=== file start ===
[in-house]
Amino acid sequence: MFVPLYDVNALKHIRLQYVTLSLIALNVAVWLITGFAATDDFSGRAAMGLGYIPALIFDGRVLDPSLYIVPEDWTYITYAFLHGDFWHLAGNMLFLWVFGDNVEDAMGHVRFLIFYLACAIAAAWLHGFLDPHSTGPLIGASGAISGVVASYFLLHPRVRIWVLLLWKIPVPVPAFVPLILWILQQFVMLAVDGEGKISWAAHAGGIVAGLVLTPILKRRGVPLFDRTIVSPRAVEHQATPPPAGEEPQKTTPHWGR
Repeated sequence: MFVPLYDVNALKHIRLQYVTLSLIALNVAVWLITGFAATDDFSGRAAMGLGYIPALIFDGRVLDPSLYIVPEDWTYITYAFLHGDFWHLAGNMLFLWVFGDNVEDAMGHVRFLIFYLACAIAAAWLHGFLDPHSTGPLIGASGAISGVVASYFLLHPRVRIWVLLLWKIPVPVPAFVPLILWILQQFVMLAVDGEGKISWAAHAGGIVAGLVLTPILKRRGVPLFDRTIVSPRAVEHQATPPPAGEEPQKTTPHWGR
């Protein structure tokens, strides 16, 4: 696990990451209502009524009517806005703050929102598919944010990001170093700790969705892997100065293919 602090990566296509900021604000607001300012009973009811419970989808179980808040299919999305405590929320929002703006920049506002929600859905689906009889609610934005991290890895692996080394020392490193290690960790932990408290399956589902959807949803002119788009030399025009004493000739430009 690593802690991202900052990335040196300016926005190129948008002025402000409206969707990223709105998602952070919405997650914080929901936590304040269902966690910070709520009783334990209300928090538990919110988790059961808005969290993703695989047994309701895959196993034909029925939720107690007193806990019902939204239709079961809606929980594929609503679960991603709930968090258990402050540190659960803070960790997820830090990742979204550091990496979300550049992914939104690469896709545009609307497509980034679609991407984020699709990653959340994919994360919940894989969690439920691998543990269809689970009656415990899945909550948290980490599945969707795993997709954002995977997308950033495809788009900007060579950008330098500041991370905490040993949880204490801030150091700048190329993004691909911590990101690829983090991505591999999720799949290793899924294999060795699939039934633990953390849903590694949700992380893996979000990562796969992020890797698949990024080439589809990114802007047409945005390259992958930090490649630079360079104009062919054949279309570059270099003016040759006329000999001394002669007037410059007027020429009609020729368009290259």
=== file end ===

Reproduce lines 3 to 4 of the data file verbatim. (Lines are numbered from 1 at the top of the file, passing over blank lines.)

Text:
Repeated sequence: MFVPLYDVNALKHIRLQYVTLSLIALNVAVWLITGFAATDDFSGRAAMGLGYIPALIFDGRVLDPSLYIVPEDWTYITYAFLHGDFWHLAGNMLFLWVFGDNVEDAMGHVRFLIFYLACAIAAAWLHGFLDPHSTGPLIGASGAISGVVASYFLLHPRVRIWVLLLWKIPVPVPAFVPLILWILQQFVMLAVDGEGKISWAAHAGGIVAGLVLTPILKRRGVPLFDRTIVSPRAVEHQATPPPAGEEPQKTTPHWGR
């Protein structure tokens, strides 16, 4: 696990990451209502009524009517806005703050929102598919944010990001170093700790969705892997100065293919 602090990566296509900021604000607001300012009973009811419970989808179980808040299919999305405590929320929002703006920049506002929600859905689906009889609610934005991290890895692996080394020392490193290690960790932990408290399956589902959807949803002119788009030399025009004493000739430009 690593802690991202900052990335040196300016926005190129948008002025402000409206969707990223709105998602952070919405997650914080929901936590304040269902966690910070709520009783334990209300928090538990919110988790059961808005969290993703695989047994309701895959196993034909029925939720107690007193806990019902939204239709079961809606929980594929609503679960991603709930968090258990402050540190659960803070960790997820830090990742979204550091990496979300550049992914939104690469896709545009609307497509980034679609991407984020699709990653959340994919994360919940894989969690439920691998543990269809689970009656415990899945909550948290980490599945969707795993997709954002995977997308950033495809788009900007060579950008330098500041991370905490040993949880204490801030150091700048190329993004691909911590990101690829983090991505591999999720799949290793899924294999060795699939039934633990953390849903590694949700992380893996979000990562796969992020890797698949990024080439589809990114802007047409945005390259992958930090490649630079360079104009062919054949279309570059270099003016040759006329000999001394002669007037410059007027020429009609020729368009290259």